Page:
title={Sub-cell shock capturing for {D}iscontinuous {G}alerkin methods},

author={Persson, P.-O. and Peraire, J.},

booktitle={44th AIAA Aerospace Sciences Meeting and Exhibit},

pages={112},

year={2006}

}

@inbook{MenDeG14,

Annote = {doi:10.2514/6.2014-2923},

Author = {Gianmarco Mengaldo and Daniele De Grazia and Freddie Witherden and Antony Farrington and Peter Vincent and Spencer Sherwin and Joaquim Peiro},

@@ -444,22 +444,39 @@ Under the two following sections it is possible to define the initial conditions

\section{Examples}

\subsection{Shock capturing}

Compressible flow is characterised by abrupt changes in density within the flow domain often referred to as shocks. These discontinuities lead to numerical instabilities (Gibbs phenomena). This problem is prevented by locally adding a diffusion term to the equations to damp the numerical fluctuations. These fluctuations in an element are identified using a sensor algorithm which quantifies the smoothness of the solution within an element. The value of the sensor in an element is defined as

Compressible flows can be characterised by abrupt changes in density within the flow domain often referred to as shocks. These discontinuities lead to numerical instabilities (Gibbs phenomena). This problem is prevented by locally adding a diffusion term to the equations to damp the numerical oscillations.

An artificial diffusion term is introduced locally to the Euler equations to deal with flow discontinuity and the consequential numerical oscillations. Two models are implemented, a non-smooth and a smooth artificial viscosity model.

For the non-smooth artificial viscosity model the added artificial viscosity is constant in each element and discontinuous between the elements. The Euler system is augmented by an added laplacian term on right hand side of equation \ref{eq:euler}. The diffusivity of the system is controlled by a variable viscosity coefficient $\epsilon$. The value of $\epsilon$ is dependent on $\epsilon_0$, which is the maximum viscosity that is dependent on the polynomial order ($p$), the mesh size ($h$) and the maximum wave speed and the local sensor value. Based on pre-defined sensor threshold values, the variable viscosity is set accordingly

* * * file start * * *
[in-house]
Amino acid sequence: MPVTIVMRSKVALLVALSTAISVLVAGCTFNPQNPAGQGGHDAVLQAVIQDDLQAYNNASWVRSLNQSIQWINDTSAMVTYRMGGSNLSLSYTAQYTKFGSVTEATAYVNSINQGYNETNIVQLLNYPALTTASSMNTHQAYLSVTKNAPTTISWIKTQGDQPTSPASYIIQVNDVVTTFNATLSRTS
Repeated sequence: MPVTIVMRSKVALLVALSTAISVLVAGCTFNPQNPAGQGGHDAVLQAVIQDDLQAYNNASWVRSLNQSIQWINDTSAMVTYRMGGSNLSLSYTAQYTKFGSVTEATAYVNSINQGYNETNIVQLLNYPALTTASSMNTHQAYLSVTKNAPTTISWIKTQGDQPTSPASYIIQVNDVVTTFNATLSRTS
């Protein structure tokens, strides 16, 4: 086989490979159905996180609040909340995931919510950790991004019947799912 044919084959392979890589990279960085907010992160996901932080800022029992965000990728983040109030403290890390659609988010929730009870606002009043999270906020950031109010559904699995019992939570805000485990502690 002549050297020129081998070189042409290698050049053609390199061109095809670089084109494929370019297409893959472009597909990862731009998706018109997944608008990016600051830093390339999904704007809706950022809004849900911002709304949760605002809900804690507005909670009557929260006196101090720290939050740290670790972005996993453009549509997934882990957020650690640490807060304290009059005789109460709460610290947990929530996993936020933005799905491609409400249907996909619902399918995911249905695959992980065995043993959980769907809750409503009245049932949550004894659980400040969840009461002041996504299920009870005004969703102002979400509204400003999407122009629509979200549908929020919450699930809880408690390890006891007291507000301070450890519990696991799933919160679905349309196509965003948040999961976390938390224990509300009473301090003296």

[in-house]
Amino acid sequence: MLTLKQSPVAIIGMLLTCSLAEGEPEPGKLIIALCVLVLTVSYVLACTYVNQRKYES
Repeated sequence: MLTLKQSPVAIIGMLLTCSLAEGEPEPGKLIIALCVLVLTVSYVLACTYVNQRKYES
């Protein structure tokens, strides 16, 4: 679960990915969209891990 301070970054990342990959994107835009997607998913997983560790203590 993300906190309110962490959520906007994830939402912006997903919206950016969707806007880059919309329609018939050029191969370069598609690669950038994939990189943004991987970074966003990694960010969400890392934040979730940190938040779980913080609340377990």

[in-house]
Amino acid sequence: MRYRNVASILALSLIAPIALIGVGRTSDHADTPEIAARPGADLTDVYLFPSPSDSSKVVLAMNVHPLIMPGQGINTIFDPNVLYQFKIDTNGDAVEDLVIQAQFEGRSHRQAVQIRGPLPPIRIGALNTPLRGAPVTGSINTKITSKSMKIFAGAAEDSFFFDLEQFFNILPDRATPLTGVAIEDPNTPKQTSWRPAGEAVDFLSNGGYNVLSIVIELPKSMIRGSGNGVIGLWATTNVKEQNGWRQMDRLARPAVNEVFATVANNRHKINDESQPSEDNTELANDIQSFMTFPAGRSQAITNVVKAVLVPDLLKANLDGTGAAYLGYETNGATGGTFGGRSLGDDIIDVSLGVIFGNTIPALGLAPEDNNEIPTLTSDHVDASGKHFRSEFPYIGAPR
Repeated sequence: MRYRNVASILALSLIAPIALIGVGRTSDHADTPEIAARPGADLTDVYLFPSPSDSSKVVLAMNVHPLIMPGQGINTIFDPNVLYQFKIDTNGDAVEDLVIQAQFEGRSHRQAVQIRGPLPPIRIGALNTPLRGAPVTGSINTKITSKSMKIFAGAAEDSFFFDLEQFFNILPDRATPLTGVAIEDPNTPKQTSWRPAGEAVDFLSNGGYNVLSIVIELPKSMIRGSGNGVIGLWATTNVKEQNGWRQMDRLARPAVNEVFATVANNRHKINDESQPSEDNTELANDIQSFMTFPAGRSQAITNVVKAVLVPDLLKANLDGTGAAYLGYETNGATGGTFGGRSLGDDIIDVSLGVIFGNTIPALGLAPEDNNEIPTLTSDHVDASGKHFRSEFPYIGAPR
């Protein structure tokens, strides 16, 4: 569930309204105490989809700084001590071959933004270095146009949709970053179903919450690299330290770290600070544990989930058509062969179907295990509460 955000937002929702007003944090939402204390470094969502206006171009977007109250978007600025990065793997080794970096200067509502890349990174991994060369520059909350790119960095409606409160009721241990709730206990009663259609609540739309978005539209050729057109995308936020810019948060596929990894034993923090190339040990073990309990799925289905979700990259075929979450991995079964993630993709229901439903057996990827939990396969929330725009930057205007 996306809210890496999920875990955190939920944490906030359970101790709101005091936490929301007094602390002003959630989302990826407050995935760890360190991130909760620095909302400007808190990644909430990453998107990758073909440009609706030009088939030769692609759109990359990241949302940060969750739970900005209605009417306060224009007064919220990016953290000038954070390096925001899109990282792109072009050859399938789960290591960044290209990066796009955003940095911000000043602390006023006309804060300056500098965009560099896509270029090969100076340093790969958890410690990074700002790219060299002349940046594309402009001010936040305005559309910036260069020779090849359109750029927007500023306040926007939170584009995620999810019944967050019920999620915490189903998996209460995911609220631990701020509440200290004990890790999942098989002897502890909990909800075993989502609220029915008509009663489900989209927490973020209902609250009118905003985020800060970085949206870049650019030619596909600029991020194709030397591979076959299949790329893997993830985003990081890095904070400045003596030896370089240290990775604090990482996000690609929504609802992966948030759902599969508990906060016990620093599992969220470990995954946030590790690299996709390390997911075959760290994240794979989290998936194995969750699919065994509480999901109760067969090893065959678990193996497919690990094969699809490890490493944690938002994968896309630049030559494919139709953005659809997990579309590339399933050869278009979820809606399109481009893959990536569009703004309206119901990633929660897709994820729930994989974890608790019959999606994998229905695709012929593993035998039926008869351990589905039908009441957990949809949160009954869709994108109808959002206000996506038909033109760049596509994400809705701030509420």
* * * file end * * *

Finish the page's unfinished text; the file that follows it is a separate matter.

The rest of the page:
For the non-smooth artificial viscosity model the added artificial viscosity is constant in each element and discontinuous between the elements. The Euler system is augmented by an added Laplacian term on right hand side of equation \ref{eq:euler}\cite{persson2006sub}.

The diffusivity of the system is controlled by a variable viscosity coefficient $\varepsilon$.

For consistency $\varepsilon$ is proportional to the element size and inversely proportional to the polynomial order.

Finally, from physical considerations $\varepsilon$ needs to be proportional to the maximum characteristic speed of the problem.

where $\langle\cdot, \cdot\rangle$ represents a $L^2$ inner product, $q$ and $\tilde{q}$ are the full and truncated expansions of a state variable (in our case density)

\caption{(a) Steady state solution for $M=0.8$ flow at $\alpha=1.25^\circ$ past a NACA 0012 profile, (b) Artificial viscosity ($\epsilon$) distribution}

\caption{(a) Steady state solution for $M=0.8$ flow at $\alpha=1.25^\circ$ past a NACA 0012 profile, (b) Artificial viscosity ($\varepsilon$) distribution}